Elephant
Home Up Feedback Contents Search

Elephant

150_40_buydvd_anim1final1.gif (10118 bytes)

Some works of art are done with rich colors on a canvas. While true masterpieces are made in this manner there are also great works of art done with just charcoal and paper. While some formats are more popular than others we cannot dismiss the simpler methods as any less than their flashier counterparts. This came to mind as I finished watching Gus Van Sant’s ‘Elephant’. The fundamental theme of this piece is a devastating high school, Columbine like shooting spree. While many films have tried to dissect this tragedy and make sense of it this film just presents a day in the life of the students, a dreadfully deadly day. The film is brilliant in its simplicity, like a sketch by a great master it doesn’t need a lot to touch the emotions of the audience.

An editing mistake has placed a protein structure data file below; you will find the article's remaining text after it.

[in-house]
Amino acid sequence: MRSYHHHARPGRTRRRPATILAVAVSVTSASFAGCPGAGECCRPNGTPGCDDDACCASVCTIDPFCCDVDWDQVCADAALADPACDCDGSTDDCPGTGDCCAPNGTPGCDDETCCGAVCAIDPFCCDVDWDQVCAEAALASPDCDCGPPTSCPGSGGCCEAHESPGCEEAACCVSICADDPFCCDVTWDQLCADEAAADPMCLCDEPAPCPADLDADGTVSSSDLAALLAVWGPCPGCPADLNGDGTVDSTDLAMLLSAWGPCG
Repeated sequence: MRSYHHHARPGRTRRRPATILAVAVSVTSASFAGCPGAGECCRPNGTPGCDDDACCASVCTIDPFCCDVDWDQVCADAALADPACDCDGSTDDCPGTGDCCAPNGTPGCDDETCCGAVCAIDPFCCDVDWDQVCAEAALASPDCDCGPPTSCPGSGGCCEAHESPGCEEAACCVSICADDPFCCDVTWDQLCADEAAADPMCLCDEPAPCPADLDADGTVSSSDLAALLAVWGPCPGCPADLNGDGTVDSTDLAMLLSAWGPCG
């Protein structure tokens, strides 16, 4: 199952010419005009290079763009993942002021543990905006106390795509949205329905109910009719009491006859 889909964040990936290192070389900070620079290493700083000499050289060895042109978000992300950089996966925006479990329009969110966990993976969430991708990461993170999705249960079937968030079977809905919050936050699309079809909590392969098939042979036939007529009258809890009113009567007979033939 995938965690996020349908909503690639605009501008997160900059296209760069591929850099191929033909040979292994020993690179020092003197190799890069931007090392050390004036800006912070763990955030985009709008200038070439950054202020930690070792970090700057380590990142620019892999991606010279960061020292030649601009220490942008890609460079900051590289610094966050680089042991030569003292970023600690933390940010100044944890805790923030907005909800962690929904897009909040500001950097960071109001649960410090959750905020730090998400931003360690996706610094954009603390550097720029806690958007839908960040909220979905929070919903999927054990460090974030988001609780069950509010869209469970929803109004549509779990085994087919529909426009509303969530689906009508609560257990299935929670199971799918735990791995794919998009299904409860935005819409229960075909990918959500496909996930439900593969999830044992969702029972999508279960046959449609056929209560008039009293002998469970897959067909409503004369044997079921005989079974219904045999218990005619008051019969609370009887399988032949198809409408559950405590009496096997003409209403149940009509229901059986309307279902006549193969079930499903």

The film begins with a look at Mr. McFarland (Timothy Bottoms) driving his son, John (John Robinson). He father is so drunk, even at this early hour, that John forces him to relinquish the wheel and let him drive. When John calls his older brother to pick dad up he simply states, ‘he’s drunk again’, obviously this is a common occurrence in the McFarland household. As Beethoven's Fur Elise fills the sound track the camera turns its attention to Nathan (Nathan Tyson) as he walks through the hallways to meet up with his girlfriend Carrie (Carrie Finklea). They make a fine looking couple between his rugged jock good looks and her slender beauty. The camera seems to meander through the school. John, upset about having to deal with his alcoholic father finds an empty classroom to cry. His friend Acadia (Alicia Miles) stops by a brief moment to comfort him; she is on her way to a meeting of the school’s Gay –Straight Alliance. On the sports field some boys are engaging in a football game while the girls run track around it. One girl, Michelle (Kristen Hicks) stops a moment to appreciate the beautiful day. Later, in the locker room she is obviously uncomfortable with her body. She changes and goes off to her job in the school’s library. We also meet three girls standing in the hallway, Brittany (Brittany Mountain), Jordan (Jordan Taylor), and Nicole (Nicole George). We first saw them as Nathan passes now we revisit the same scene but this time the camera follows the girls into the bathroom. The joke around, bicker, ague about boyfriends and eat a few bites of salad. They then retire to the bathroom to purge what little food has passed their glossy lips. The first time we see Eric (Eric Deulen) and Alex (Alex Frost) they are passing John as he is leaving the building. They are dressed in camouflaged outfits and carrying large canvas bags. They warn John not to go back into the school. We get a deeper look at the pair at Alex’s home. As he plays the Fur Elise Eric enters and begins to play a video game. As the scene closes the pair is online looking at a gun sales site. The camera then shows the sky, clouds gathering as the distant thunder draws closer.